She has been playing golf for about 16 and a half years. Her magazine is just slightly younger.

“I am a communications major, so I’ve always written poetry and stuff like that. And when it comes to business you have to write your own proposals and pitches and grants. So, I took a couple of classes and that helped me, because I had only been doing business writing.”

It all circles back to golf for her.

“I’ve always loved sports. And my swing was pretty good,” said the former competitive discus thrower. “I love the outdoors—I’m a walker and jogger. I love nature. And all that comes together on the golf course, and it fits into my lifestyle really well.”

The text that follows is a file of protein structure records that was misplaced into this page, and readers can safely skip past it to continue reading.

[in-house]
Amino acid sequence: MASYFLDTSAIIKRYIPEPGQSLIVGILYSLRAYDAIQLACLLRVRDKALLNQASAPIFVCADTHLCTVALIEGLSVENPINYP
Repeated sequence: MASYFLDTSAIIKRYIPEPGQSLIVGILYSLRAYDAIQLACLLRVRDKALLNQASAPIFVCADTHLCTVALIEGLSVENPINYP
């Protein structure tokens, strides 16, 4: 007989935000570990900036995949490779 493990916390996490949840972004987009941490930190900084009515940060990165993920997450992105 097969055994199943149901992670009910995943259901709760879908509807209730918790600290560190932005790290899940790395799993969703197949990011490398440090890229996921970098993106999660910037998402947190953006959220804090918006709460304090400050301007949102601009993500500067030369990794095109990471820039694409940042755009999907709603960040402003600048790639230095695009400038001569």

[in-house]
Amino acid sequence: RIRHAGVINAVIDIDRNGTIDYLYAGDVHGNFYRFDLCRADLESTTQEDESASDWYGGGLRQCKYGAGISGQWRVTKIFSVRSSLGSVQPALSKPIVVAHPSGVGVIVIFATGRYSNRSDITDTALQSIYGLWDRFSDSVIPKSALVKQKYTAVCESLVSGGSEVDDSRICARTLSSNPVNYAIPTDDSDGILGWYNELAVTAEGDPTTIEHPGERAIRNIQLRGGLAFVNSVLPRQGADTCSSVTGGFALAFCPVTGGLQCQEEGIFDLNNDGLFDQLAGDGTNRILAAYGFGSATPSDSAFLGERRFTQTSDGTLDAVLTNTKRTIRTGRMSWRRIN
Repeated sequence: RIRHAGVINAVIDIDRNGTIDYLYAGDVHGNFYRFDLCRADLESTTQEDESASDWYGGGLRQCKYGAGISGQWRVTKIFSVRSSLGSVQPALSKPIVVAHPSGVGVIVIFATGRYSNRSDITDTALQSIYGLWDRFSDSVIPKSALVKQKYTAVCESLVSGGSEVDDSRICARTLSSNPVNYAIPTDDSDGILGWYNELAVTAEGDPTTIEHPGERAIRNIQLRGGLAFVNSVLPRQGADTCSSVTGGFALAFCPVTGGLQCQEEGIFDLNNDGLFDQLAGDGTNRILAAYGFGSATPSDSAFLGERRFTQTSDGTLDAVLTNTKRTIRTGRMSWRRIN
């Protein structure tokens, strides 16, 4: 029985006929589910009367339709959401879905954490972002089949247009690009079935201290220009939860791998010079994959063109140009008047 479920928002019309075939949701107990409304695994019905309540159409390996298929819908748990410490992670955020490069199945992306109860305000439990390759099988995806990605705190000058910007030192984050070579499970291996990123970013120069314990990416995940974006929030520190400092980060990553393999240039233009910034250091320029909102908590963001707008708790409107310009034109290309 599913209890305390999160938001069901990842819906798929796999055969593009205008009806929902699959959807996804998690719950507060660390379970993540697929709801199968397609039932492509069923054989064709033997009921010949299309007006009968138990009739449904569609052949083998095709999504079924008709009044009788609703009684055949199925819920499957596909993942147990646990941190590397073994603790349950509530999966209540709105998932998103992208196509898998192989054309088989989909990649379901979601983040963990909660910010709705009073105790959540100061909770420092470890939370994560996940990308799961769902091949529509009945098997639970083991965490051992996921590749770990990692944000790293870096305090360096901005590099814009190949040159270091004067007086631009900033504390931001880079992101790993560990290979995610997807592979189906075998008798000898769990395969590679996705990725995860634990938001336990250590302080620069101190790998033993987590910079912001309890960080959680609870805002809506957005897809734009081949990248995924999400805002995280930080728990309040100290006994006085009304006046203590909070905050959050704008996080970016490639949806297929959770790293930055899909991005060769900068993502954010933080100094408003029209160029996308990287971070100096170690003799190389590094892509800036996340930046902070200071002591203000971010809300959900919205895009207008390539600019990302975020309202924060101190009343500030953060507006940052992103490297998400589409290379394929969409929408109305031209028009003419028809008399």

But, a golf advocate for Black people was not her first career goal.

“I started working in corporate when I graduated from Youngstown State, Ohio, and I moved to New York and got a job at Philip Morris working with lobbyists on the tobacco issues and smoking legislation. I was the person who handled all the meetings. I worked under a real nice Black director too and she got me engaged in a lot of things that were going on. That’s how I got into the meeting/planning business; I got my certification in the industry, and then after working 20 years of working corporate, I decided to open my own firm Events Planners Plus in 1998, on Fulton Street, in Downtown Manhattan.”

From her media planning business, Cook said, “As a business owner I kept getting invited to golf events. Those meetings got me into golf.”

She saw how big of a stack of business cards her one time boss would return to the office with after the golf conference. She had an epiphany.